These books (Starting with Latro of the Mist) take place right at the end of the defeat of the Persian Wars in 479 BC (The Film 300 shows the beginning of the war). Our main character, Latro, who fought for Xerxes, has suffered a serious head wound and now has two serious problems: One, he has lost the ability to retain short-term memories (very much like Leonard in the film Memento), and has to keep a record of his life on paper now or he forgets everything, Two: Latro can see the gods.
The Greeks actually have a pretty big history of people dealing with the gods in a regular, sort of day-to-day format (The Iliad has a lot of this), but I just love how Latro is able to notice the gods and be noticed by them while all the people around him are unaware. Through the series he ends up with a slave girl called Io, who is maybe 9 or 10 when they first meet, and who is very helpful to him in protecting him from people who might want to take advantage. As Latro (a name given to him by a surgeon as his own name is forgotten), travels through the ancient world, he meets more and more of the gods and does a lot of mini-quests, helping them in return for clues as to who he really is.
The thing I admire most about Latro is his innocence. Although he is a soldier, and a formidable one at that (he kills a lot of people throughout the series), his injury has knocked his preconceptions and judgements right out of his head. He takes everyone as they appear at first, regardless of whatever he is told by others and simply lets their own actions decide his opinions of them. I also love how the gods seem to be just as surprised that Latro can see them as the people around him.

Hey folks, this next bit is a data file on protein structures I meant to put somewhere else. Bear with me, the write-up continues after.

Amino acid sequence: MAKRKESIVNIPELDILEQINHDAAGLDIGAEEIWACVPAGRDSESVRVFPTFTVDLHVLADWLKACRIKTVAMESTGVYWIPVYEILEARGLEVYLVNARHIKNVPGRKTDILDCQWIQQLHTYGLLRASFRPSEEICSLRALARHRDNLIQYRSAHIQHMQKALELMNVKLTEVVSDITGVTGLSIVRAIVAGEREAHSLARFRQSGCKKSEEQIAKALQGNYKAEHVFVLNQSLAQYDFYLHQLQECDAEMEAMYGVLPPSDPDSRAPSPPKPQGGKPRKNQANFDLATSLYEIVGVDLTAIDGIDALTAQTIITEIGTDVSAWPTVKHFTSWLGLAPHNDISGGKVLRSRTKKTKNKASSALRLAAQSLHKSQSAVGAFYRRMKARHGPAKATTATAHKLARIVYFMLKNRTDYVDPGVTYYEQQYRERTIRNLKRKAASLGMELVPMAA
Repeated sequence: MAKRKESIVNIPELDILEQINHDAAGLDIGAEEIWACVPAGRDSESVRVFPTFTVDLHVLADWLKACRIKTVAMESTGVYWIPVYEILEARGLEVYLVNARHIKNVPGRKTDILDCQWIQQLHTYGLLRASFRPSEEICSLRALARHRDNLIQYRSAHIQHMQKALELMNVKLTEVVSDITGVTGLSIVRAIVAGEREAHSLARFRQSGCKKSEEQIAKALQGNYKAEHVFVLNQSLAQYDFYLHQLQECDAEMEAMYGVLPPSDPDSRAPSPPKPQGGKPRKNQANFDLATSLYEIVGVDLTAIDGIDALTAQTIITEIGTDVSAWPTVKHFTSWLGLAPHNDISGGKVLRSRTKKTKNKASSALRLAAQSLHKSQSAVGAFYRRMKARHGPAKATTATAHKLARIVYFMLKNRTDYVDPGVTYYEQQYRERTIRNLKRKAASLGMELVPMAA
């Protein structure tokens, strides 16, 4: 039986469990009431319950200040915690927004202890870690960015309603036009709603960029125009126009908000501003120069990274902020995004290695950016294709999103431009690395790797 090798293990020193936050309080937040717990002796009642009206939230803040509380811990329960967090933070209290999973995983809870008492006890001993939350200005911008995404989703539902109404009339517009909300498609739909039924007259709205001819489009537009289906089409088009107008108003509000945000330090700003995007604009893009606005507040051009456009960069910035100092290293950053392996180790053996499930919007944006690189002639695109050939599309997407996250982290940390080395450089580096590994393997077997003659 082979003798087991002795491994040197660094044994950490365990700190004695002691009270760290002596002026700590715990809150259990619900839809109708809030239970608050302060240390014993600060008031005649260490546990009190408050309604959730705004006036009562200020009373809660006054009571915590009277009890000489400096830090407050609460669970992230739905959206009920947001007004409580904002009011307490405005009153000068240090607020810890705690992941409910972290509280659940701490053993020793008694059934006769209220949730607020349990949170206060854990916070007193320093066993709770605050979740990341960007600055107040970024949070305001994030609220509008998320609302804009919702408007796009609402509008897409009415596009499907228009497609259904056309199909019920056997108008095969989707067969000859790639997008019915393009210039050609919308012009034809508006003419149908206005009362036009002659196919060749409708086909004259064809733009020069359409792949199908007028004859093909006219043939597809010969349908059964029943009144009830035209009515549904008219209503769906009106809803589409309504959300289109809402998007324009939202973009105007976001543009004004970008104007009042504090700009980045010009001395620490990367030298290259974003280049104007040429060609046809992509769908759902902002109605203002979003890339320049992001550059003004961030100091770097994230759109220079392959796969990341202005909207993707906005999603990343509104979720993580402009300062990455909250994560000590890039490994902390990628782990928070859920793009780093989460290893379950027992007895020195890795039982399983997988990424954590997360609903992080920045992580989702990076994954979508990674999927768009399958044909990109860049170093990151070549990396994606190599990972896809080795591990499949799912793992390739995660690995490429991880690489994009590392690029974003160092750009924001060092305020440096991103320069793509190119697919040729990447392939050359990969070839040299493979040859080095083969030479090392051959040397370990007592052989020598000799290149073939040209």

The third book of the series, Soldier of Sidon, takes place in Egypt and is filled with Egyptian, rather than Greek gods, and as Latro has amnesia, readers can jump on in any of the three novels. My only complaint is that I want more! Latro is desperate to find out who he is and how to return home (wherever that is), and at this point in the series he is a little closer, but still not there yet.
Historical fiction usually needs a main character who is removed from the prejudices of the age or modern readers won't be able to relate as well. Latro, with his strange way of seeing the world, is a very unique solution to this issue, as he may have had all those prejudices once, but now must simply trust people on what he sees (and writes down.)